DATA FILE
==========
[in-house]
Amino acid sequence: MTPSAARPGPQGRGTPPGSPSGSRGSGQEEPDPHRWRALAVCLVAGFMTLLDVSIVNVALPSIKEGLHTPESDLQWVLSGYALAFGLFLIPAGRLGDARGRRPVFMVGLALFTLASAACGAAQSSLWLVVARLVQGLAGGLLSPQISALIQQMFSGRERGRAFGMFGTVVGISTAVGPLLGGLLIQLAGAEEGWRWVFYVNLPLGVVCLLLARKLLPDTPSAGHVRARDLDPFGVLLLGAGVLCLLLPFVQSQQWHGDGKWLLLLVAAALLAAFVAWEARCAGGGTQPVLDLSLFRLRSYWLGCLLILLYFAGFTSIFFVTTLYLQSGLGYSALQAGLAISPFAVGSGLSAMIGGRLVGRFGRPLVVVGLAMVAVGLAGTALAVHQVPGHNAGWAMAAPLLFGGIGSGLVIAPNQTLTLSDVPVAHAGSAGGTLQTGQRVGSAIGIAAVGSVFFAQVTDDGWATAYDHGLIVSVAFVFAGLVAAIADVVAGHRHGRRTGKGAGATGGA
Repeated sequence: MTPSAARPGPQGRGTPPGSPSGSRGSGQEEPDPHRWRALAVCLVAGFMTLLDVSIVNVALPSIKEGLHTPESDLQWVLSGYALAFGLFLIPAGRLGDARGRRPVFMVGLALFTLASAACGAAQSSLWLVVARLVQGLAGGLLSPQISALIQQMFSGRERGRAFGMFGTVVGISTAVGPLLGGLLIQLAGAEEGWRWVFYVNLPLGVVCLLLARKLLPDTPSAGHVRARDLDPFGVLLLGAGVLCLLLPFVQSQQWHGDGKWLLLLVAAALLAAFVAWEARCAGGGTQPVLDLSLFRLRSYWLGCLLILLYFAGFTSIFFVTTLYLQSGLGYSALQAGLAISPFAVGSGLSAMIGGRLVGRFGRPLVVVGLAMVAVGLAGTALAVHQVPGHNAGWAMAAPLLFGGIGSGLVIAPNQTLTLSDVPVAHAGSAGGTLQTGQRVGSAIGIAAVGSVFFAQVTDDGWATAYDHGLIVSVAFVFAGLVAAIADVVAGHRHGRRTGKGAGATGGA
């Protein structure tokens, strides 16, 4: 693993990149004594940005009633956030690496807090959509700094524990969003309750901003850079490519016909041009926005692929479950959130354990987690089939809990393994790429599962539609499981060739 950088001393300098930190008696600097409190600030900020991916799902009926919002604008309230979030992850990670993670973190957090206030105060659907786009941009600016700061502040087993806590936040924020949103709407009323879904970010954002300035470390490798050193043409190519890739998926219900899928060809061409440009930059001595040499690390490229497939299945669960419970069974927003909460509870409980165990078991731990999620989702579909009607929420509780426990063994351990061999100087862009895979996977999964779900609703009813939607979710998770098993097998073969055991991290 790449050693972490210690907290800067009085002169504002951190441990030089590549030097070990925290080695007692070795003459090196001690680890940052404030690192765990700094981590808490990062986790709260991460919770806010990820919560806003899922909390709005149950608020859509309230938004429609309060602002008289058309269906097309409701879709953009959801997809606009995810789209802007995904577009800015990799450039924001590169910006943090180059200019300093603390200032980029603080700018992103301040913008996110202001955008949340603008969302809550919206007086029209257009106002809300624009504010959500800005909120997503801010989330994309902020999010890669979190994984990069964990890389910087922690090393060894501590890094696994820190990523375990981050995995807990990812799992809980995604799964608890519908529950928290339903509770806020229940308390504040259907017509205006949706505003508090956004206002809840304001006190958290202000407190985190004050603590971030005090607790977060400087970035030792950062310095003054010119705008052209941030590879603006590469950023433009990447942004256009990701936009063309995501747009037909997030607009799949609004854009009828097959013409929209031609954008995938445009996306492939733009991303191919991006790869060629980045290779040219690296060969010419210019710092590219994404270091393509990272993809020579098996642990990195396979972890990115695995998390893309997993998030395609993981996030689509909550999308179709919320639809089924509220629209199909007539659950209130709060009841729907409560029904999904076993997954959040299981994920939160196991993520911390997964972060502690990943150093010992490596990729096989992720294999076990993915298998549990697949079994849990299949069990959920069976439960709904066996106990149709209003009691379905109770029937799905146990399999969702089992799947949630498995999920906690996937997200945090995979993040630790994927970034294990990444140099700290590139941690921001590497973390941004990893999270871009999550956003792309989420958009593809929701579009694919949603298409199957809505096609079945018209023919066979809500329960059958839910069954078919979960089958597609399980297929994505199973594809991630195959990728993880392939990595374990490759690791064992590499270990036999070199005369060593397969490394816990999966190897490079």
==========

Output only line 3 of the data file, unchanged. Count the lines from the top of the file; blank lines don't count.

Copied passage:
Repeated sequence: MTPSAARPGPQGRGTPPGSPSGSRGSGQEEPDPHRWRALAVCLVAGFMTLLDVSIVNVALPSIKEGLHTPESDLQWVLSGYALAFGLFLIPAGRLGDARGRRPVFMVGLALFTLASAACGAAQSSLWLVVARLVQGLAGGLLSPQISALIQQMFSGRERGRAFGMFGTVVGISTAVGPLLGGLLIQLAGAEEGWRWVFYVNLPLGVVCLLLARKLLPDTPSAGHVRARDLDPFGVLLLGAGVLCLLLPFVQSQQWHGDGKWLLLLVAAALLAAFVAWEARCAGGGTQPVLDLSLFRLRSYWLGCLLILLYFAGFTSIFFVTTLYLQSGLGYSALQAGLAISPFAVGSGLSAMIGGRLVGRFGRPLVVVGLAMVAVGLAGTALAVHQVPGHNAGWAMAAPLLFGGIGSGLVIAPNQTLTLSDVPVAHAGSAGGTLQTGQRVGSAIGIAAVGSVFFAQVTDDGWATAYDHGLIVSVAFVFAGLVAAIADVVAGHRHGRRTGKGAGATGGA